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Community helps restore vandalized statues

The statues of the Blessed Mother and St. Therese the Little Flower have been a cherished part of Our Lady of Mercy Church in Forest Hills since it opened its doors in 1937.
On the morning on July 17, it took only minutes for a woman to drag them into the street and smash them. She is believed to be the same woman who toppled the statues on July 14.
Through the darkness came light, however, as community residents and organizations who joined forces to replicate the statues.
As of Monday, 129 people donated over $19,500 to a fundraiser posted on Go Fund Me started by Brian Allen on behalf of Knights of Columbus–Our Lady of Mercy Council and Our Lady of Mercy Catholic Academy.
The goal is $25,000. In addition, donations can be mailed to Our Lady of Mercy Statue Repair at 79-01 Kessel Street.
As an lector and 14-year parishioner at the church, Michael Conigliaro (also a District 29 City Council candidate), is playing a significant role in fundraising, protecting his parish, and speaking up about hate and vandalism. Upon learning about the crime, he contacted Deacon Dean Dobbins. He said,
“I reached out to a 112th Precinct colleague with a request that a patrol car be parked outside the church and it was granted,” said Michael Conigliaro, a lector and 14-year parishioner at the church.
Replacing the statues shows that hate or disrespect aimed towards any house of faith will not be tolerated.
“For people who pass the parish, they will always see the beauty of the statues and understand what they represent,” added Conigliaro. “Before someone considers performing an act of hate, they should try to empathize and consider what the effect of the damage will have on the community.”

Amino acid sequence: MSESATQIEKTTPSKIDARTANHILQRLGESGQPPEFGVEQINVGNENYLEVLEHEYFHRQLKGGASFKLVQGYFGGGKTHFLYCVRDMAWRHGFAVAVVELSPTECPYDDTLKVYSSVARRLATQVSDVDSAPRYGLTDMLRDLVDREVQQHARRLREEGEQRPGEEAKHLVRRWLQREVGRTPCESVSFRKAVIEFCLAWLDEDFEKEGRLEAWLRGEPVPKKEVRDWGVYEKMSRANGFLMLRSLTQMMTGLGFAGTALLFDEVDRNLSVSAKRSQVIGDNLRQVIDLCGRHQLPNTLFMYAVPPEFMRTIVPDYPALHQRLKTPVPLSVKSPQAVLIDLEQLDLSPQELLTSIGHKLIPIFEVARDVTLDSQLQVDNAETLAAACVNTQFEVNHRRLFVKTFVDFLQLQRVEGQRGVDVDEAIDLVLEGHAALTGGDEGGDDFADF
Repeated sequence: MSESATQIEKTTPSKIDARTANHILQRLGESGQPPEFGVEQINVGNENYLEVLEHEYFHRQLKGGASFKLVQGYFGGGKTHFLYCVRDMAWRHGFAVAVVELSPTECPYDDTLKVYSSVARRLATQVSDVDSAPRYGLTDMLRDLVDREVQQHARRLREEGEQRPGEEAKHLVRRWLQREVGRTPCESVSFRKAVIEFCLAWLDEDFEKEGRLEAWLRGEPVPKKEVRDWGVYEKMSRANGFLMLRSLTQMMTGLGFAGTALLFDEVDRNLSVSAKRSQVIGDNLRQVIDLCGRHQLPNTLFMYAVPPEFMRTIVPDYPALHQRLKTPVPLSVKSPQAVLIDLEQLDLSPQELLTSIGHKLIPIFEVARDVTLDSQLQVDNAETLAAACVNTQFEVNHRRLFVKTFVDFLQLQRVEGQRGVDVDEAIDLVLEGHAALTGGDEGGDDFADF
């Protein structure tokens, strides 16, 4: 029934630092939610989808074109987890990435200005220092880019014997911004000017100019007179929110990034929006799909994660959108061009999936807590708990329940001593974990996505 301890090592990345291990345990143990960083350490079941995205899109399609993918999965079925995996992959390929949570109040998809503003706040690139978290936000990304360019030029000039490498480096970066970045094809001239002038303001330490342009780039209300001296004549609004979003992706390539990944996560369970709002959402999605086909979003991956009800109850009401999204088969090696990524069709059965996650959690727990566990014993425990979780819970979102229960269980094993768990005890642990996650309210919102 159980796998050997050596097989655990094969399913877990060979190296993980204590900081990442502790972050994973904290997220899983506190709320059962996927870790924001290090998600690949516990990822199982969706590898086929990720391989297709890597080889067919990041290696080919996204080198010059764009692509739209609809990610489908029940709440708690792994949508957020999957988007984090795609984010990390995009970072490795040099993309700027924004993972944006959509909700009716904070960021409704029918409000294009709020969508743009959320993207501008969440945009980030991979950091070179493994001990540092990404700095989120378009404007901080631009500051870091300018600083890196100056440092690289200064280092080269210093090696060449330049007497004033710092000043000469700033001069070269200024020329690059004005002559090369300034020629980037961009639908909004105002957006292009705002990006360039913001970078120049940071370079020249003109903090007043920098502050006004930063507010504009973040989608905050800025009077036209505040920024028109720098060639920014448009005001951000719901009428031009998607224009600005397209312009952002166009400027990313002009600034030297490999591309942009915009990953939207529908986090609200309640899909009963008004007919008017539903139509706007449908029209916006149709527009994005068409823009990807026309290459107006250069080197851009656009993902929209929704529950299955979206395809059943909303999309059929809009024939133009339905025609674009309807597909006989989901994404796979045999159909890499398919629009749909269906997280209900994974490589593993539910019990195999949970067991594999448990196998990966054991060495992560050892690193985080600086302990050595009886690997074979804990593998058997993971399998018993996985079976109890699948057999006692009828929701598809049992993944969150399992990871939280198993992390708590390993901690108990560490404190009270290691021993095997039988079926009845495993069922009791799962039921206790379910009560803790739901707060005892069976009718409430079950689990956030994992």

“The statues were such an important element for a young child who needed that gentle but strong maternal figure in their lives” said Lori Jarema, who was a student at Our Lady of Mercy in the 60’s. “I love the pictures we took in front of Mary from my First Communion and graduation.”
Nancy J. O’Connor and her family were parishioners from 1951 to 2006.
“Replacing these statues for the current members and people who recall Our Lady of Mercy fondly sends a message that we will not be intimidated by this type of behavior,” she said. “Each day we see more reports of vandalism and violence, and these actions must have consequences.”
Although Andreea Sudresianu is not a parishioner, she contributed to the fund to replace the statues.
“I used to stop for a few moments and say a little prayer every time I passed by, and I rediscovered this beautiful place on my daily walks during the pandemic,” she said. “I always felt safe on these streets, but I wonder where that woman is and how she dared to do such a terrible thing.”

Community helps restore vandalized statues

The statues of the Blessed Mother and St. Therese the Little Flower have been a cherished part of Our Lady of Mercy Church in Forest Hills since it opened its doors in 1937.
On the morning on July 17, it took only minutes for a woman to drag them into the street and smash them. She is believed to be the same woman who toppled the statues on July 14.
Through the darkness came light, however, as community residents and organizations who joined forces to replicate the statues.
As of Monday, 129 people donated over $19,500 to a fundraiser posted on Go Fund Me started by Brian Allen on behalf of Knights of Columbus–Our Lady of Mercy Council and Our Lady of Mercy Catholic Academy.
The goal is $25,000. In addition, donations can be mailed to Our Lady of Mercy Statue Repair at 79-01 Kessel Street.
As an lector and 14-year parishioner at the church, Michael Conigliaro (also a District 29 City Council candidate), is playing a significant role in fundraising, protecting his parish, and speaking up about hate and vandalism. Upon learning about the crime, he contacted Deacon Dean Dobbins. He said,